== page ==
You know who you are….the busy small business owner who threw up a website using a simple “drag and drop” template or one offered through an industry trade group. Maybe you read a book- or even a blog! – that inspired you to create an online presence, but didn’t have much time or money to invest.
Just as advances in telecommunications have made clunky old cell phones obsolete, a static, poorly-designed website is a sign that you are not keeping up with the times. In the case of your business site, however, the costs are greater than looking ridiculous; you are missing efficiencies and losing opportunities to attract fresh business.
How do you know if your website is old-school?
Shop around! Act like your own potential customer. Take 15 minutes and pretend you are seeking your services.
- Most importantly, determine whether you can be readily found online. No fair typing in your business name; the idea is to assume the role of someone seeking out your product or services. Try asking a friend what search terms they would use; you may be too enmeshed in your own “identity” to be completely objective about this. Your awareness of how you rank in likely searches is an important reality check.
- Notice what your competitors’ sites look like and what features they include. Are there social media share and follow buttons? How do they distinguish themselves?
- Identify the last time you updated your content; was it during the Bush administration?
- What must prospects do to reach you, either to buy something or to indicate their interest in your services? Access to your contact information is key; after all, it’s an online “presence” you are seeking. So be present.
What are the most important upgrades you can make that won’t cost you a fortune?
Effective, modern websites, aside from looking clean and uncluttered, must have some key features, including:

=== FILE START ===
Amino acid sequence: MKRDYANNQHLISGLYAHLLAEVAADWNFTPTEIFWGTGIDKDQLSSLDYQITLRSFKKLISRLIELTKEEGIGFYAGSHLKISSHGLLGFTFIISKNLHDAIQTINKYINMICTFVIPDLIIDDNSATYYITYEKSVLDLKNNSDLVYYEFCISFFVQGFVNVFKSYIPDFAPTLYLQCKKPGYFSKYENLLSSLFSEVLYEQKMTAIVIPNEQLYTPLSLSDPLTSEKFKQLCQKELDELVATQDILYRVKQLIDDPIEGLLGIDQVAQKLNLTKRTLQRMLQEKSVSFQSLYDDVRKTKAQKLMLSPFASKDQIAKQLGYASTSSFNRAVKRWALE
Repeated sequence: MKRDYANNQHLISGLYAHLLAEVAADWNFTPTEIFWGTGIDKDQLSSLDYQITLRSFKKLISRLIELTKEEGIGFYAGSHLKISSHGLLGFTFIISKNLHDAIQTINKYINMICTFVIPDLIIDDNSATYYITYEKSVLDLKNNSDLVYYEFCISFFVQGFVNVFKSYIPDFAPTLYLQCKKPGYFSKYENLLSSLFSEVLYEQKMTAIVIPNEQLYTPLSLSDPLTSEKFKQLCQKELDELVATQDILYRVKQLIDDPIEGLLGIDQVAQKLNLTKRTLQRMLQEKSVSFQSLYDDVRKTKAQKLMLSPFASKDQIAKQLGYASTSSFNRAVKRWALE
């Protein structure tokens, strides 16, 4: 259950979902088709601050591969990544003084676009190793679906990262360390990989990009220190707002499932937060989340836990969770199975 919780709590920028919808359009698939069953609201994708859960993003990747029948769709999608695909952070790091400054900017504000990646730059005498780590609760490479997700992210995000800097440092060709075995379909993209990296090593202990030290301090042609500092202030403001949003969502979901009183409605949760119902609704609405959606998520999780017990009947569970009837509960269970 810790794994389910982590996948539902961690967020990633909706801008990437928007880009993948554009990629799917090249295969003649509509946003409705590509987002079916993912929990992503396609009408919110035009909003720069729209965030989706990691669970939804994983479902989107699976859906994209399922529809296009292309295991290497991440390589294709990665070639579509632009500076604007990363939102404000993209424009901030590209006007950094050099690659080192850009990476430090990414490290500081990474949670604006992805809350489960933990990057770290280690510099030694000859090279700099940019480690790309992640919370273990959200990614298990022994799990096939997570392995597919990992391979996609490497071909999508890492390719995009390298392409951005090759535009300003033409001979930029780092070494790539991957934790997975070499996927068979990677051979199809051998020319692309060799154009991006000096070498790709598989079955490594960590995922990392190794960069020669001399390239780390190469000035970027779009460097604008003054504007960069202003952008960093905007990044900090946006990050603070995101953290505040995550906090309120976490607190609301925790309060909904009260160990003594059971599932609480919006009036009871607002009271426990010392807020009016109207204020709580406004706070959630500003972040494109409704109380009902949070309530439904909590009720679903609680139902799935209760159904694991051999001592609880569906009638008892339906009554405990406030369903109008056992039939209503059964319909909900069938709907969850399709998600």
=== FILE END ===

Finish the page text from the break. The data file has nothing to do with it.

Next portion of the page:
Google values new, original, high quality web content and rewards those who provide it with higher search engine listings. One of the easiest ways to accomplish this is by blogging, which ideally provides relevant, fresh, new, original, high quality web content added regularly.
Call(s) to Action
Your site should have at least one call-to-action on every page.
In addition, Small Business Marketing advises on some things to avoid to bring your site into the 21st century:
- Flash – Search engines cannot read Flash files and smartphones usually cannot display them.
- Text only in images – Search engines cannot ‘see’ images, so they appear blank.
- Cloaking/Hidden text – In simple terms, if you show one thing to human visitors and another to search engines, you are cloaking. This trick can backfire, damaging your search engine results or even resulting in having your website banned.
- Spamming/Keyword Stuffing – People unfamiliar with proper SEO writing try to game the system by using a particular word or phrase far more often than you would normally in an attempt to manipulate the search engines.
Your business website is far more than just an “electronic business card.” Tap into its potential so you won’t convey an unprofessional, dated image to your prospects.